Sure, you could meet your aunt’s dentist’s son’s dogwalker (again), you could spend an evening swiping right or left (again), you could decide, once and for all, that you are your own best friend (again) … or you could try a matchmaker.
Jacquie Brownridge, the president of It’s Just Lunch Canada, said her business is not slowing down with the growth of online dating apps, and her clients aren’t always what you’d expect. She typically sees people in their 20s, up into their 70s, all of whom are looking for a longer-lasting commitment.
Brownridge sat down with CityNews to reveal a few tricks of her trade, and why she doesn’t rely on photos.
And later on Friday, we’re hosting a live chat with relationship expert Dr. Kimberly Moffit on Friday between 5 and 7 p.m. Ask her your pressing questions here ahead of time. For a mobile-friendly version click here
Question: You are the queen matchmaker here.
Answer: You could call me that … the business of matchmaking is big business.
Q: Who are your clients?
A: We have a huge range. Our group spans people in their 20s to people in their 70s. It all starts with a face-to-face interview. Once somebody contacts us, we talk to them, and figure out their goal, and if it’s a fit, not only for them but for us.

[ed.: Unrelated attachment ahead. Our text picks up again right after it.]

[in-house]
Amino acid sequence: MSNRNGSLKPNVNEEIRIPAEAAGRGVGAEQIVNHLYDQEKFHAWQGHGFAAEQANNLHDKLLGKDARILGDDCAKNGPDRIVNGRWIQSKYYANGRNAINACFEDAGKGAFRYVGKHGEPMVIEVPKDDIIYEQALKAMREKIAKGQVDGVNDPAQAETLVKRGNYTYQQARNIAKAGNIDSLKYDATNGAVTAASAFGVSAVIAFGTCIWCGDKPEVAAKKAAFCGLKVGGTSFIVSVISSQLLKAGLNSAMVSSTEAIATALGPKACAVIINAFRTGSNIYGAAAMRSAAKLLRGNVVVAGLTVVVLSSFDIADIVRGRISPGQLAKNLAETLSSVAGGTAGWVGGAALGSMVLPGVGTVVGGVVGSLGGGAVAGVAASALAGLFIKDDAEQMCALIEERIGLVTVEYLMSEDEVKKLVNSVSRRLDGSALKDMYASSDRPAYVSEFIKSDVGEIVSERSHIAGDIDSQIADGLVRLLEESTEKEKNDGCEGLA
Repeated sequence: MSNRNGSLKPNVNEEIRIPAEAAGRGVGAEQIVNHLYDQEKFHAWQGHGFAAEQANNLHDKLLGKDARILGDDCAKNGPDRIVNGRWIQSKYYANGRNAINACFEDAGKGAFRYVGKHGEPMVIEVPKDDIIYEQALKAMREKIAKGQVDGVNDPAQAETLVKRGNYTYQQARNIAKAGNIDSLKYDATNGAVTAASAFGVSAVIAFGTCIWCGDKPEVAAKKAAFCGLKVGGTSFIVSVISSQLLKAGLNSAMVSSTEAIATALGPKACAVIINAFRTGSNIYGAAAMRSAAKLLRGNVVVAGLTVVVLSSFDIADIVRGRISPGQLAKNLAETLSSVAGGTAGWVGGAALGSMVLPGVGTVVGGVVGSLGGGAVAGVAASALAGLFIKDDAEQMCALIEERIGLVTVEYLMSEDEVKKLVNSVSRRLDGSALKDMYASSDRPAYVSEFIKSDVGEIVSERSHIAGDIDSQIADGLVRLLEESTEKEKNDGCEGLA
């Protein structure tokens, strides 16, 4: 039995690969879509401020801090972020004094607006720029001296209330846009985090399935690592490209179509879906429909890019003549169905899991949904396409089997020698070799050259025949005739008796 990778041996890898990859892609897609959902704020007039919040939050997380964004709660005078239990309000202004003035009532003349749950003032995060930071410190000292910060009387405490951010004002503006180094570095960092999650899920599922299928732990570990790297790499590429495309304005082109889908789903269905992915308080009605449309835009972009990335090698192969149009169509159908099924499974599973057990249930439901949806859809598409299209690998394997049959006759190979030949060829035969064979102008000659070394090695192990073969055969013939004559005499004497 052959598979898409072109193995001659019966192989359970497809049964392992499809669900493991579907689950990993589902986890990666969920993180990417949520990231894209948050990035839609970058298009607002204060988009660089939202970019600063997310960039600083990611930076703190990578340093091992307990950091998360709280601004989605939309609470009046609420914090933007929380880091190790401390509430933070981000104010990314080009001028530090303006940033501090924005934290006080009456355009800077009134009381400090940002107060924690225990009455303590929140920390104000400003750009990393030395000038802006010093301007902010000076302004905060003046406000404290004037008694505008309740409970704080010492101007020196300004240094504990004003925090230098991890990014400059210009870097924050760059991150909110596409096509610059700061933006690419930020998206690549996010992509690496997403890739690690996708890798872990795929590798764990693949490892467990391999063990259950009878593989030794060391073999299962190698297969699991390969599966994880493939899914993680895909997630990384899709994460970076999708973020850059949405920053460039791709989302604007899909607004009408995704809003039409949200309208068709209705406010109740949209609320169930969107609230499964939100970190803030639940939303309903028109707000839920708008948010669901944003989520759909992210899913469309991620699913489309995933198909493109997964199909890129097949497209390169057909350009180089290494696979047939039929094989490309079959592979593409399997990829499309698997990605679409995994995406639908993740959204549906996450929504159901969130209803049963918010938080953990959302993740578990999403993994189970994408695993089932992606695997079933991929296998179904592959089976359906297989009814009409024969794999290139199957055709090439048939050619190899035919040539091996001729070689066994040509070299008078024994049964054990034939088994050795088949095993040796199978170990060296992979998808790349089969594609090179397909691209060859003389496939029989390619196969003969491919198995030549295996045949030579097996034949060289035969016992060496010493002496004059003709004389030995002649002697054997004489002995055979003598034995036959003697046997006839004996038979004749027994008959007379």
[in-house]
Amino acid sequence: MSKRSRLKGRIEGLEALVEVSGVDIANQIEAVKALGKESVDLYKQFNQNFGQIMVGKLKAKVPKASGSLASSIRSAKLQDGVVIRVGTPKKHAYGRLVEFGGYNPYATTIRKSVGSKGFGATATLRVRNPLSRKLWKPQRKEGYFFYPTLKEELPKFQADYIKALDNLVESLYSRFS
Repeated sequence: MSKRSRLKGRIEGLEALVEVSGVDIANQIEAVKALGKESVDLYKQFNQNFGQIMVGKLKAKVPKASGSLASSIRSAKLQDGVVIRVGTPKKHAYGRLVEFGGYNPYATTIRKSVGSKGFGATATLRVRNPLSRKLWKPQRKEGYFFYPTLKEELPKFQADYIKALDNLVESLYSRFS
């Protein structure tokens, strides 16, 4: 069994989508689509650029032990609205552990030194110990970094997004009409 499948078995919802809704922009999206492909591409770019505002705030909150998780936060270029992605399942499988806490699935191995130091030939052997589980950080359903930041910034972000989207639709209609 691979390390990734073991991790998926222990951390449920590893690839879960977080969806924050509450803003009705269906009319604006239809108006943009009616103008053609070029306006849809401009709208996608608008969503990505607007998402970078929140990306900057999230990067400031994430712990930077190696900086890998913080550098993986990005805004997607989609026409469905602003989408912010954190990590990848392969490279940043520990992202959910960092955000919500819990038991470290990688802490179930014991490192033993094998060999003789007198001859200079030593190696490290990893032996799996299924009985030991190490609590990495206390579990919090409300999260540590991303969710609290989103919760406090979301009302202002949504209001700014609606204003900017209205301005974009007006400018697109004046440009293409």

Q: What kind of questions do you ask?
A: We ask them all about their background: where were you born, your family life, your education background, have you ever been married, relationship history, and what they’re looking for. What are the attributes that are really important to you?
Q: C’mon, what else?
A: We’re looking at similar lifestyles, similar values, similar goals in life, does one person like to travel? If so, what kind of travel – do you like camping? Do you want children? How do you spend your Sunday?
Q: What is the next step?
A: Then we develop a profile, and take it to the team. It would be nice to be able to just think of somebody right off the bat, but we have too many clients. So we take that profile and look at all the available people, sorted by age range, and then start paring it down by characteristics. After we have a short list, we fine-tune it a little bit. A lot of it is instinct.